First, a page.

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Can Digital Shops Survive the Branded Content Boom?

Shifting gears to keep up with publishers

Hunter Hayes performs on GreenLight’s YouTube channel Country Now.

With the BuzzFeed effect in full swing as more and more online publishers mimic the popular viral news site by creating sponsored content for brands, digital agencies find themselves forced to adapt.

Over the past two months, CNN, AOL and Snapchat have joined The New York Times, The Wall Street Journal and other publishers in starting up their own in-house studios. That's got digital shops rethinking their role, even as they fight back by emphasizing their strengths among their clients.

Credited as the first publisher to go all in with native advertising in 2010, BuzzFeed continues to invest aggressively in the space. Its content studio staffs 80 on the creative side, up from 42 in 2013. In June, it hired veteran Pepsi marketer Frank Cooper as its first CMO and creative chief. The aim: to grab as big a chunk as it can of the $4.3 billion that eMarketer projects brands will spend on native ads this year, a 34 percent increase versus last year.

"The cost of entry to compete with somebody has collapsed, so it creates a scenario where everybody can go after the dollar," said Gary Vaynerchuk, CEO of VaynerMedia.

As a result, agencies that once dominated because of their digital expertise now find themselves going head-to-head with publishers that do everything from advising brands on how to spend their ad dollars to designing custom content for them.

"Every marketer is trying to figure out how to adapt to a world which incorporates low-cost, high-turn and high-impact advertising," said Brian Wieser, an analyst at Pivotal Research.

In 2013, VaynerMedia made the first branded Vine videos for General Electric and Trident. A year later, the Times would open T Brand Studio, which since has created 70 campaigns for 60 advertisers. Just last month, it opened a second studio in London. To stay ahead of the game, Vaynerchuk has focused on introducing clients to newer platforms like Snapchat and Wattpad, explaining, "Whoever is best at creating content that's contextual to that platform is going to get the business."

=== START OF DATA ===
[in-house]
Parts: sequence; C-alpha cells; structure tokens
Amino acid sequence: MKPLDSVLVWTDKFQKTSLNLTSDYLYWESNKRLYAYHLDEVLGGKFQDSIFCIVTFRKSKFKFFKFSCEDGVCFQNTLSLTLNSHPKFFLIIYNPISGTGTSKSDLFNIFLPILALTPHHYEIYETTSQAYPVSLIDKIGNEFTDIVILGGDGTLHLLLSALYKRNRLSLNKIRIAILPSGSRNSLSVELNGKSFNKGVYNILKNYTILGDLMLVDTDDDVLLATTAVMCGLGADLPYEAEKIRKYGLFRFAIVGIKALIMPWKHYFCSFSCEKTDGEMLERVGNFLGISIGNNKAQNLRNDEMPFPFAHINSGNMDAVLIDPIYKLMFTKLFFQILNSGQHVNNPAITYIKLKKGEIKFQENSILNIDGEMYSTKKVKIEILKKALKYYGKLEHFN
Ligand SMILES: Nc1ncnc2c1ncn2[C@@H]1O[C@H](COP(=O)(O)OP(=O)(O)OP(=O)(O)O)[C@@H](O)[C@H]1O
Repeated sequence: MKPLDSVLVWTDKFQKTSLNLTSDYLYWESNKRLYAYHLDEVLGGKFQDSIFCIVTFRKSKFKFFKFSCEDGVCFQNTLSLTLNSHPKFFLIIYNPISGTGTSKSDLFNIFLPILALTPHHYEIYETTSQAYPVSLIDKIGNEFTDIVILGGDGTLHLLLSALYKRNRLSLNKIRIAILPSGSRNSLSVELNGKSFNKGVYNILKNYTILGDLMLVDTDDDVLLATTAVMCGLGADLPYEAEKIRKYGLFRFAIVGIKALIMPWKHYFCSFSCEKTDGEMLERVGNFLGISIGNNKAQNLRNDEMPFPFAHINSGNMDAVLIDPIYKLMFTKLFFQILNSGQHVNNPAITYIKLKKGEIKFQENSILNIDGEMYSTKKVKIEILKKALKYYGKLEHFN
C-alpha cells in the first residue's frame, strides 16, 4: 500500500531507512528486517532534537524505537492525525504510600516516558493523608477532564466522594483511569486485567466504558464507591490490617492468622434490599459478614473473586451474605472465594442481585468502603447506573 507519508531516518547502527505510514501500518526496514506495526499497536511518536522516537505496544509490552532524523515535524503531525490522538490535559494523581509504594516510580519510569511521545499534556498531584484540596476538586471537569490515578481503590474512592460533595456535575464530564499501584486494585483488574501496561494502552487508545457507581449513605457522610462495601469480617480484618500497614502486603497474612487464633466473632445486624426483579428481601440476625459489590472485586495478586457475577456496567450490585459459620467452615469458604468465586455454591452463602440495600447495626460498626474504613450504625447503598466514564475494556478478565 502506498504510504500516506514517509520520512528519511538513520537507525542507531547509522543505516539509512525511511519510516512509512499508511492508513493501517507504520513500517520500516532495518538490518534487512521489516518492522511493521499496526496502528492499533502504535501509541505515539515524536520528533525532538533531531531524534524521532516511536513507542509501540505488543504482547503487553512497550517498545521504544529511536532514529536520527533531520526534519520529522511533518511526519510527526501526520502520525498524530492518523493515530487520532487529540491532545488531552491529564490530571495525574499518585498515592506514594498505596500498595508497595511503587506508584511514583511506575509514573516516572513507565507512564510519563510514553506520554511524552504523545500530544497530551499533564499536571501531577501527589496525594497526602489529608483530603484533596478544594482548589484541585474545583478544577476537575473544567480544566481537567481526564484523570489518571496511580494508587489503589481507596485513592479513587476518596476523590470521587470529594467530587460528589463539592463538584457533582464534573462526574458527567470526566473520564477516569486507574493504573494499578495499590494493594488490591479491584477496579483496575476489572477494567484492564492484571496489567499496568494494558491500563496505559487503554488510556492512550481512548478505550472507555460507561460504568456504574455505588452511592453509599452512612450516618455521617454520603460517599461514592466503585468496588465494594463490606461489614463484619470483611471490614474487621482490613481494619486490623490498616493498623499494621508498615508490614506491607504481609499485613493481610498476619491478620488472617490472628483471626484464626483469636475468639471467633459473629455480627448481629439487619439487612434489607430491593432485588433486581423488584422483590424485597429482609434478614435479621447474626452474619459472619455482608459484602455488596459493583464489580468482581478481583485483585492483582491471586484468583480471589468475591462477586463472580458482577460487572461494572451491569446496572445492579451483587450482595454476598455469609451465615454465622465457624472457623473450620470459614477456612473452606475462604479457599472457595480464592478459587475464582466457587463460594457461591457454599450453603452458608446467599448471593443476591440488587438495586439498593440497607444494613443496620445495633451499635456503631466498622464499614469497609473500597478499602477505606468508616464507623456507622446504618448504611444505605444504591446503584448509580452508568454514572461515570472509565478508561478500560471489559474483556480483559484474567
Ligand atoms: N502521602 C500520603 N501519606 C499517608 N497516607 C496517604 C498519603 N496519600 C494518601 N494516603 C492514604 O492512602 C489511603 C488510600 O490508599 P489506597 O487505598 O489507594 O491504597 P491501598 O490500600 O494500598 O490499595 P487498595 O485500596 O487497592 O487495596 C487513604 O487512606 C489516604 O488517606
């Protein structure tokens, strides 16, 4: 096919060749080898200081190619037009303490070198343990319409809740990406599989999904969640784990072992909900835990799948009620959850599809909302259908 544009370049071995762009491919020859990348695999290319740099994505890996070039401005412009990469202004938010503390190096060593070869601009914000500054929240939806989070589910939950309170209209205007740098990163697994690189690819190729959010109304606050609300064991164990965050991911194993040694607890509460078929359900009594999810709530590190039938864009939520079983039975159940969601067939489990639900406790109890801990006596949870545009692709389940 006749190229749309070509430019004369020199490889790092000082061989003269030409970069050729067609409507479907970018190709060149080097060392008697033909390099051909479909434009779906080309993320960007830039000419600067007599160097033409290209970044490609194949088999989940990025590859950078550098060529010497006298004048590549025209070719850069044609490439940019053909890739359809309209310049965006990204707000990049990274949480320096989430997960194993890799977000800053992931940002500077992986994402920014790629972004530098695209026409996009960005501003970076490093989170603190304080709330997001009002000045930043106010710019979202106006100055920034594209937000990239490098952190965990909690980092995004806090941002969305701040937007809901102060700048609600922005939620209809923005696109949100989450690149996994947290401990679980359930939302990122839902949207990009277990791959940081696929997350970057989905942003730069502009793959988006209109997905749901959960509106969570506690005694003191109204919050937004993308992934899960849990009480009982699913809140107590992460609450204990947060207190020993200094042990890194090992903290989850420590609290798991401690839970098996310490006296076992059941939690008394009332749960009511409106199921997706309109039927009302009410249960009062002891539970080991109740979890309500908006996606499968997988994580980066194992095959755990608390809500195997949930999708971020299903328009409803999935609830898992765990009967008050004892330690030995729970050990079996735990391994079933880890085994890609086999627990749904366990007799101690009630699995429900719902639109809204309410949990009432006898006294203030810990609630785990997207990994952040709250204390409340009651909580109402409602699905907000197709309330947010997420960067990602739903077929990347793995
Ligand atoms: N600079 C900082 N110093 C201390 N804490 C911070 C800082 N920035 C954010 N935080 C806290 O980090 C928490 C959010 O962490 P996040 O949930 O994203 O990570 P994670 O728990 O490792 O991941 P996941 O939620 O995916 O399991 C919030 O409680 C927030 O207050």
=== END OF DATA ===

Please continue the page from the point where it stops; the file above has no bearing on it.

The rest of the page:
When Ben & Jerry's sought to promote a new line of ice cream this summer, it signed a deal with the satirical news site The Onion to make a funny YouTube video parodying a pharmaceutical ad. The brand's lead agency, Mekanism, did not get a cut of the deal and was not involved in conceptualizing the spot, but the agency was on set and signed off on the final creative, maintaining some control over the brand's messaging.

"That's the future model—using AORs to do a brand story and then overseeing [creative] when a content studio is involved," said Jason Harris, Mekanism's CEO.

Even as publishers continue to tread on agency turf, Laundry Service CEO Jason Stein questioned whether they can pull off the long-term strategy and planning in which agencies specialize.

"At least right now, BuzzFeed's not being put on retainer to do strategy, ongoing content, copywriting and media buying," he pointed out. "They're just making content that's in the voice of BuzzFeed, whereas the agency is doing stuff that's in the tone of the brand."

Big Spaceship founder and CEO Michael Lebowitz contended that publishers will not replace agencies because of editorial considerations.

"If BuzzFeed decided that they wanted to start taking on agency-of-record relationships, it would violate church and state," he explained. "These content studios aren't looking for client partners in an ongoing way."

Meanwhile, some agencies are flipping the script and establishing their own media businesses.

GreenLight Media & Marketing, for example, created a YouTube channel for music fans called Country Now. Each week, its team publishes video content featuring such artists as Hunter Hayes and Annie Bosko.

Said Dominic Sandifer, GreenLight's co-founder and president: "We see Fullscreen, Maker Studios and BuzzFeed coming into our world and forming their own in-house agencies. We're looking out there [thinking], 'We can be competitive, too.'"

This story first appeared in the Aug. 17 issue of Adweek magazine. Click here to subscribe.

 

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